Visitors called it quaint but locals took it in comfortable stride that often bordered on a complacent stumble.
Quaintness kicked in big-time in winter, when snow and Dickensian carolers added ambience to the sparkling covered walkways and Old Town decorations. Lesser lowered a shoulder and ducked past a clot of singers, cringing as one of them shouted, “Jingle bells,” into his ear as if she alone were responsible for clearing the area so another bomb could streak down upon them.
Not that one ever had, outside the metaphorical.
At least that strident quarter-tone-off note had loosened his sinuses, he told himself. Always look on the bright side of Monty Python, after all.
Lesser’s thoughts kept him on an edge between a hair-raising past and a truncated future. Imagining fat, wobbly atomic bombs arcing down from the bare-aluminum bellies of B-29s practically defined a large part of his personality. Writers of fiction, as he was, who wanted to earn even a pittance, as he did, learned melodrama was one of the tarnished brass keys of the abandoned amusement park called publishing. Melodramatically imagining atomic bombs falling toward his head struck Lesser as a fine allegory for life in general, from his view.
Now there was Trump and Kim Jun-On of North Korea to worry about.
He ducked around a railing, painted black each spring without bothering to remove old pain, which made it lumpy. He trotted down a flight of stairs, entering a door into the Passageway, a covered alley lined with shops and cafés, some straining for upscale, others embracing toadish underground shadiness.
Two-thirds of the way northward along the Passageway, to the left of Belcher’s & Gravy’s Canteen, a kind of restaurant for those with boozier appetites, a door cowered, its windows painted black, its door residential rather than commercial and painted a bloody crimson. Most took it for a service entrance and ignored it. Its bright color gathered shades of green from the moldy milked-glass ceiling three stories overhead. This murk made the door both less bright and more sinister. Brass fixtures painted black, in the form of exposed hinges, with a black iron latch handle and an ornate lock to match the black brass bracket had been mounted askew above the door. From a black iron rod with a leaf-spear tip dangled a British-style Pub sign. It was cut out and painted flat black as a silhouette of a black cat, back arched, tail straight up. Under the cat, as if providing a perch, was a word in Black Letter, painted gold: ARCANA.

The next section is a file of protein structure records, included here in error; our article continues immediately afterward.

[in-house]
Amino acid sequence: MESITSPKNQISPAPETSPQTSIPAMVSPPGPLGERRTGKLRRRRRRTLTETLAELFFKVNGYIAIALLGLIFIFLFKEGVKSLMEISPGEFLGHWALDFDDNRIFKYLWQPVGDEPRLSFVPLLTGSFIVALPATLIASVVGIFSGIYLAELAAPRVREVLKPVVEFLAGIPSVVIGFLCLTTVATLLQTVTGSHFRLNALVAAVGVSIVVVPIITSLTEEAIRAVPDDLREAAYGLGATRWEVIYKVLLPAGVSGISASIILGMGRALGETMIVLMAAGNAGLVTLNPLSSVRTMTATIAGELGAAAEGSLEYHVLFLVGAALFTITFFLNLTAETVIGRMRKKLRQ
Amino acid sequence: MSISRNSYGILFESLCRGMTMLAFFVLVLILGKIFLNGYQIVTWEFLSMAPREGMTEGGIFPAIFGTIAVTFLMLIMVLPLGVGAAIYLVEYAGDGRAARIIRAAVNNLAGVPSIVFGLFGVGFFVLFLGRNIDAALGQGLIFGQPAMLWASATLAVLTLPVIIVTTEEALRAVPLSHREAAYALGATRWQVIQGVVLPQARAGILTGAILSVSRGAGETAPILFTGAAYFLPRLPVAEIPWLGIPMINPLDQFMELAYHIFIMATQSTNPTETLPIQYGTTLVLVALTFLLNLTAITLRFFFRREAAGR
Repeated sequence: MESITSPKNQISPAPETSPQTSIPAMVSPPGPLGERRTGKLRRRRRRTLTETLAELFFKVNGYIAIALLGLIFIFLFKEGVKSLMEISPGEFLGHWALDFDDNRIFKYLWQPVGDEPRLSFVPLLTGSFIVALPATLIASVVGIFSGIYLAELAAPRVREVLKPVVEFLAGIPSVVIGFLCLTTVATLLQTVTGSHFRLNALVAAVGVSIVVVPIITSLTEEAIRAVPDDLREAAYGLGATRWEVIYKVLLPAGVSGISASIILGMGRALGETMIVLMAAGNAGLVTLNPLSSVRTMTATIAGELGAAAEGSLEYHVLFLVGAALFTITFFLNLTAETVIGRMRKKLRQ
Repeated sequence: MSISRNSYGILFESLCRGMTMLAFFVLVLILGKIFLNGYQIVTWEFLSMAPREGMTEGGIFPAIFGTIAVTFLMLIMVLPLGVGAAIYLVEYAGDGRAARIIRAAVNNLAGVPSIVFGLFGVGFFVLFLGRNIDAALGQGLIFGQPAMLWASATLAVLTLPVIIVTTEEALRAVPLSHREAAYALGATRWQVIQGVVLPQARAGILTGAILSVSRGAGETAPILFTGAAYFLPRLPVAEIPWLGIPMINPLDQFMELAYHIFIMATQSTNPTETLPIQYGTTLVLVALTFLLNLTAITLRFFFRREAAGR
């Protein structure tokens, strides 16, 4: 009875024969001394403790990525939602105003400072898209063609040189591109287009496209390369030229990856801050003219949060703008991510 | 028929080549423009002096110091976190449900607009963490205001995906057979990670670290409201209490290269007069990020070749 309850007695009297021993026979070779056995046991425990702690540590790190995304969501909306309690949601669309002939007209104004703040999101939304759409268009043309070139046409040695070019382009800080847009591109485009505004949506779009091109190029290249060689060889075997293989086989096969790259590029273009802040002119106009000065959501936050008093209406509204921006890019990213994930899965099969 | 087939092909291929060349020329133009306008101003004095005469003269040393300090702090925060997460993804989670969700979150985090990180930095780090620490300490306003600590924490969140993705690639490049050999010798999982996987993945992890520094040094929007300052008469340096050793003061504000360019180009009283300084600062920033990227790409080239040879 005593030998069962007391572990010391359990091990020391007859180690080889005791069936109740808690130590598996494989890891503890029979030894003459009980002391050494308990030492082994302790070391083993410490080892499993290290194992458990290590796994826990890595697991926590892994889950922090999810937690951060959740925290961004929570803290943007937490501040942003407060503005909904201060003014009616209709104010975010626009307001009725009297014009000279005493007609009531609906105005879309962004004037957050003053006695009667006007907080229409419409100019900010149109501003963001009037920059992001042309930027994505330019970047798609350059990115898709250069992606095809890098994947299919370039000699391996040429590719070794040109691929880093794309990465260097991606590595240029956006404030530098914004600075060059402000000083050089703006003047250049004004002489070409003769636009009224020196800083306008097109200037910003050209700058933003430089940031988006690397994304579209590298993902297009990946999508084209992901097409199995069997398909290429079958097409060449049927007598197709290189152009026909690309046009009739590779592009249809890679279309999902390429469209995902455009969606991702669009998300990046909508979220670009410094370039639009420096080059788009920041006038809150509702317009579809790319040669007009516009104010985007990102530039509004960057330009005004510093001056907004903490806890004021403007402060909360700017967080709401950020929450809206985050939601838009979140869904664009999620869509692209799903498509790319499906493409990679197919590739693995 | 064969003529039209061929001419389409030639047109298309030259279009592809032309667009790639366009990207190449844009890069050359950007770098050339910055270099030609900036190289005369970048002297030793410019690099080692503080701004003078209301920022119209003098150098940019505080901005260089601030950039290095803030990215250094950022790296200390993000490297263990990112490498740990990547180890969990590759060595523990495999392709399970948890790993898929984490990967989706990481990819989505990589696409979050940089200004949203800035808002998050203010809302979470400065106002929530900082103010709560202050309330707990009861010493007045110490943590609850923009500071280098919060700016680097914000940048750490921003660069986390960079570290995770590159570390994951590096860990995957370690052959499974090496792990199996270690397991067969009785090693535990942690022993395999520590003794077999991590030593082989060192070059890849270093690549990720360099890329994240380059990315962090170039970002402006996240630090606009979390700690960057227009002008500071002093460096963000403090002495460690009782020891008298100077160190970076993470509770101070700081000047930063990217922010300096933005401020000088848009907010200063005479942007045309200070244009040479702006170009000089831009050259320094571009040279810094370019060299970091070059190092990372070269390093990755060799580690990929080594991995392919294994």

Lesser heard a little boy in round spectacles, his hand tugging on his mother’s coat as she scanned for Christmas gift ideas, ask, “Mommy, look, is that a Harry Potter shop, mommy?”
Oh, child, he thought. If only you knew.
It pleased him that only the imaginative ever seemed to notice ARCANA’s door. This kept out the mundanes, as he thought of literalists and worse.
He pulled the red door open, thinking the name Harry Haller as he entered, noting again how counter-intuitive it was to open a shop door outward. It forced once to step away from the shop, not into it. Gave time for second thoughts.
Even the dim light from the Passageway blinked into darkness when the door nicked shut, as if embarrassed by the lack of invitation or even decorum.
“Here, back here.”